Frequently Asked Questions (FAQ)

A Deadly Epidemic

Drug overdoses are now the leading cause of death among Americans under 50. Drug overdose deaths in 2016 most likely exceeded 59,000, the largest annual jump ever recorded in the United States, according to preliminary data compiled by The New York Times.

The death count is the latest consequence of an escalating public health crisis: opioid addiction, now made more deadly by an influx of illicitly manufactured fentanyl and similar drugs. Source

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What are opiates and what do they do?

Answer: Opiates are a class of drugs derived from the opium poppy plant. These substances are used medicinally as pain relievers and recreationally for their euphoric and tranquilizing effects. Opiate agonist such as morphine, codeine, heroin, methadone, oxycodone, hydrocodone, fentanyl, tramadol, and Demerol, bind to opioid receptors in the brain and nervous system to block pain transmission.

When should a person seek buprenorphine/naloxone treatment?

Answer: If you or your loved one suffers from opiate addiction, experiences opiate withdrawal symptoms, has increased cravings, develops a tolerance to opioids, partakes in illegal activities to obtain opiates, shuns work or family obligations, or wants to switch from methadone to buprenorphine/naloxone treatment.

What is combination buprenorphine/naloxone and how does it work?

Answer: The generic combination buprenorphine/naloxone are readily available as brand names Suboxone, Zubsolv, and Bunavail. The component drug buprenorphine is a partial agonist, with an enhanced ability to bind to opiate receptors and in so doing, replaces the opiate drug. Naloxone is an antagonist, it neutralizes the euphoric effects of buprenorphine, if crushed or injected.

How long will I take buprenorphine/naloxone?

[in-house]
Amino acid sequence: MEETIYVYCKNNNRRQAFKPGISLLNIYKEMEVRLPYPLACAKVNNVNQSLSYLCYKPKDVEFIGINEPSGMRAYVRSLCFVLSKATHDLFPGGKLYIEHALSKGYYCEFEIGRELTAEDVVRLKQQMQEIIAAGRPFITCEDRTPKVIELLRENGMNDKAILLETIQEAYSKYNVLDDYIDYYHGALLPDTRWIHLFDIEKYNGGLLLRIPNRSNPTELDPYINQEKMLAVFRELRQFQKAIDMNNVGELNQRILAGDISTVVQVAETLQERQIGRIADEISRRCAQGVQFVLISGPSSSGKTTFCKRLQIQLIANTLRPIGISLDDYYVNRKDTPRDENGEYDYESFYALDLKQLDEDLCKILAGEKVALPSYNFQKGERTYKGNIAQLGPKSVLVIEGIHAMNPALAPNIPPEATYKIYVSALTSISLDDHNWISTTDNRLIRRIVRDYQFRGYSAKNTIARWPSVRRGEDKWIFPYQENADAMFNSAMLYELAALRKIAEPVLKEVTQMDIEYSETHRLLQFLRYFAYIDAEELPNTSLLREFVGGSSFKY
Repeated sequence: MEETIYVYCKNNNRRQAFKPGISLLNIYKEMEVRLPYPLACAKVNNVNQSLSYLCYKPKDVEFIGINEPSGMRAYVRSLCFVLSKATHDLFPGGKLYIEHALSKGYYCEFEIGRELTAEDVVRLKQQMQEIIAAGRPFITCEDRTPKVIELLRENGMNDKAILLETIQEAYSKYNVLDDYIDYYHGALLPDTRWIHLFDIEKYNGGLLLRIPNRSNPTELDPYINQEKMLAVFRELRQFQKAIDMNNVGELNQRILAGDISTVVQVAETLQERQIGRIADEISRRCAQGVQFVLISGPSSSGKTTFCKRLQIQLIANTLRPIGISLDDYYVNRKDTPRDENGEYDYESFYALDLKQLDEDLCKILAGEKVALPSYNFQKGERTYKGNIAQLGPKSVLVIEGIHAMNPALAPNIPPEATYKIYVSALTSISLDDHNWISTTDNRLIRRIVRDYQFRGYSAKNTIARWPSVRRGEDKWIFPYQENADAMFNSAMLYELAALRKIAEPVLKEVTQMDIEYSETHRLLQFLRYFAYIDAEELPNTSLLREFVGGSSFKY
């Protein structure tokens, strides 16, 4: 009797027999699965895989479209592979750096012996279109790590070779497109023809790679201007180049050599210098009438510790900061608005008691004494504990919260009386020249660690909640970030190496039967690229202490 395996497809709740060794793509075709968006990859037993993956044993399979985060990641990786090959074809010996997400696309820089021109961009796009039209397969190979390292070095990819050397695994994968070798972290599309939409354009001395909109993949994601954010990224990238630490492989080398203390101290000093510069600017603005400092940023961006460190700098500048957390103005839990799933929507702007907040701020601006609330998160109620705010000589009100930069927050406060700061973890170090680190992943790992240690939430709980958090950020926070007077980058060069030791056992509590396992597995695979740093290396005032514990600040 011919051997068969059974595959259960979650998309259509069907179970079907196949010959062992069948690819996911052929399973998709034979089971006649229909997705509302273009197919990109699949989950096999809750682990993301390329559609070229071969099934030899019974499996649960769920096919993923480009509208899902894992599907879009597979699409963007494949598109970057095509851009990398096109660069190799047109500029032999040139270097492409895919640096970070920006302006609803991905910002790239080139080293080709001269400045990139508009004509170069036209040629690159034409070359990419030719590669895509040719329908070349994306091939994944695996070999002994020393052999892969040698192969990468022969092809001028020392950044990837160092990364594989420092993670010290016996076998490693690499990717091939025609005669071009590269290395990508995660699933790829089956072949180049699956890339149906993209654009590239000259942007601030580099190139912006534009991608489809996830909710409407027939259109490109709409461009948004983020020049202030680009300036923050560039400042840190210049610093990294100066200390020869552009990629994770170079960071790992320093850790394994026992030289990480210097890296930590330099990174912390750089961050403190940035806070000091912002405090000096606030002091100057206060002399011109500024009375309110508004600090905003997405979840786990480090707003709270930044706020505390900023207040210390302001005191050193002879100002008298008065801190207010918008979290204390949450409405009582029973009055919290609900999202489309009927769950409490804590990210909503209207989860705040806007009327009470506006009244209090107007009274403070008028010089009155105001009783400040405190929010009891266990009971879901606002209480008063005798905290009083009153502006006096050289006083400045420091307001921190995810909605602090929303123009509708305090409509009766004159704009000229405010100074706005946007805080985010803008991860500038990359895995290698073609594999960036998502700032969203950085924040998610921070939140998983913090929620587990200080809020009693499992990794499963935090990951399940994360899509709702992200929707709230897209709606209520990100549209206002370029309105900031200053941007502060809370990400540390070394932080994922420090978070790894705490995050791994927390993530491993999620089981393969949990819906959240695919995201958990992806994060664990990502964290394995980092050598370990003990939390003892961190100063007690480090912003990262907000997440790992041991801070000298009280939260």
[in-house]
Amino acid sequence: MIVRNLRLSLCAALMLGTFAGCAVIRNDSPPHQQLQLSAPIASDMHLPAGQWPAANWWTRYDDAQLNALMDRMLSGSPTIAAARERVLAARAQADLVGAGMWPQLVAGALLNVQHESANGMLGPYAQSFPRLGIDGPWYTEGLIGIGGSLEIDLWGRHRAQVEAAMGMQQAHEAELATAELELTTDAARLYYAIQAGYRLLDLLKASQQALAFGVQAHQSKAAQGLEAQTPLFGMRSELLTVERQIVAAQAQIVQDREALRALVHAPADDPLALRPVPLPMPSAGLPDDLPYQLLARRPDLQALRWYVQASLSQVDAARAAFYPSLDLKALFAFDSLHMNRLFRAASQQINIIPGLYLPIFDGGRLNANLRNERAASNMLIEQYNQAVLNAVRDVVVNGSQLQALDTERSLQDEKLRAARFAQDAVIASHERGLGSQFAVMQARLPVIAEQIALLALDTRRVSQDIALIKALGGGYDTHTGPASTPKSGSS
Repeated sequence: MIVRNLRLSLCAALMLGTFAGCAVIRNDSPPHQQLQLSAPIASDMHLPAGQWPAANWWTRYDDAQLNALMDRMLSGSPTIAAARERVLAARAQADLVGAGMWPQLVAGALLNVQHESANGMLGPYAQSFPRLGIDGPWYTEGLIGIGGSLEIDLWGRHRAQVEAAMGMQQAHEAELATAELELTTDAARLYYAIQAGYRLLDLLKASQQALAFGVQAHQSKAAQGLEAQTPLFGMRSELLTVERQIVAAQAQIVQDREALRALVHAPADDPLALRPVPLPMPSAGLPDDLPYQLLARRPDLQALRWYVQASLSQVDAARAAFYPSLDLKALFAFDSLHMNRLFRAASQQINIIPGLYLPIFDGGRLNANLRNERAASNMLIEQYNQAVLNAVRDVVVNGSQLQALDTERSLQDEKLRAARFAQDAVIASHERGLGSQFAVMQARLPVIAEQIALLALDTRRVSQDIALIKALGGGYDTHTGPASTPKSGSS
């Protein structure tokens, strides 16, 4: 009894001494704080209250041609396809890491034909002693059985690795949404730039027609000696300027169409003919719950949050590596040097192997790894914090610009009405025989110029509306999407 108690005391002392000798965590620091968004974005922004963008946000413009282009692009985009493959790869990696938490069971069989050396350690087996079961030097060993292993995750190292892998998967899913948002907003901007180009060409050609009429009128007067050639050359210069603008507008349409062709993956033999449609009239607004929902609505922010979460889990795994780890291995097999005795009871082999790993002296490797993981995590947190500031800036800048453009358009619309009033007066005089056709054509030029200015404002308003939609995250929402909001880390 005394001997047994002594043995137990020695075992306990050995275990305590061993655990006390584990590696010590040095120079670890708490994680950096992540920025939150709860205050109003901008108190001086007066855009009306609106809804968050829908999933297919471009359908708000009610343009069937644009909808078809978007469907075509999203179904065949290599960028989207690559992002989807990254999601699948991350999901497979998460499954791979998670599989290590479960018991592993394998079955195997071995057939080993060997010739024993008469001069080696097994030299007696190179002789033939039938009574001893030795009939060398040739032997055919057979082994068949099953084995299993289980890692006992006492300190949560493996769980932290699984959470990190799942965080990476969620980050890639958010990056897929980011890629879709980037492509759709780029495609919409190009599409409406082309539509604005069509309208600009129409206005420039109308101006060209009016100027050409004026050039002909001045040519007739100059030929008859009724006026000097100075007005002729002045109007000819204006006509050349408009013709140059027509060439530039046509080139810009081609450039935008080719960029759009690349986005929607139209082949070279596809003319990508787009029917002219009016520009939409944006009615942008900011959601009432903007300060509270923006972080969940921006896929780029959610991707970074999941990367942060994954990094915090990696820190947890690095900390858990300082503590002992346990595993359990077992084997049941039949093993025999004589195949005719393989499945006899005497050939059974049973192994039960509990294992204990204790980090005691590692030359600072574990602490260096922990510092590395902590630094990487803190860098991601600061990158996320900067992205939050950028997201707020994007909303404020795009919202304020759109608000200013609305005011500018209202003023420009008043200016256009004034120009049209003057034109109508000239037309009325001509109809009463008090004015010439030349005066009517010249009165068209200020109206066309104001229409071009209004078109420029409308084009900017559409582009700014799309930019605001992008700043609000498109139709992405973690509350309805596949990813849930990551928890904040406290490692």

Answer: The duration of buprenorphine/naloxone treatment varies upon each individual, their physiology, magnitude of abuse and environmental factors. Withdrawal symptoms could last from 3-7 days after induction. In general, a person diagnosed with an opioid use disorder typically takes buprenorphine/naloxone for 3-24 months or longer, if necessary. Numerous studies have shown that the combination of medications, counseling and family support are the best and fastest means of tackling opiate addiction.

How much is the cost of buprenorphine/naloxone treatment?

Answer: The costs of treating insured patients without an opioid abuse diagnosis versus one with a diagnosis is $3,400 versus $19,000 respectively, according to a major US insurance carrier. Human Resource experts cite a quarter of all workers’ compensation prescription drug costs are related to opioids. Moreover, many of these workers failed to return to work after receiving 3 months or more of continuous opioid pain treatment. The annual costs for a heroin abuser is $25-50k, Vicodin abusers $20-40K a year and Oxycontin abusers cost could range from $50-100K annually. The cost of buprenorphine/naloxone treatment is $8-12k per year.

What does buprenorphine/naloxone “induction” mean?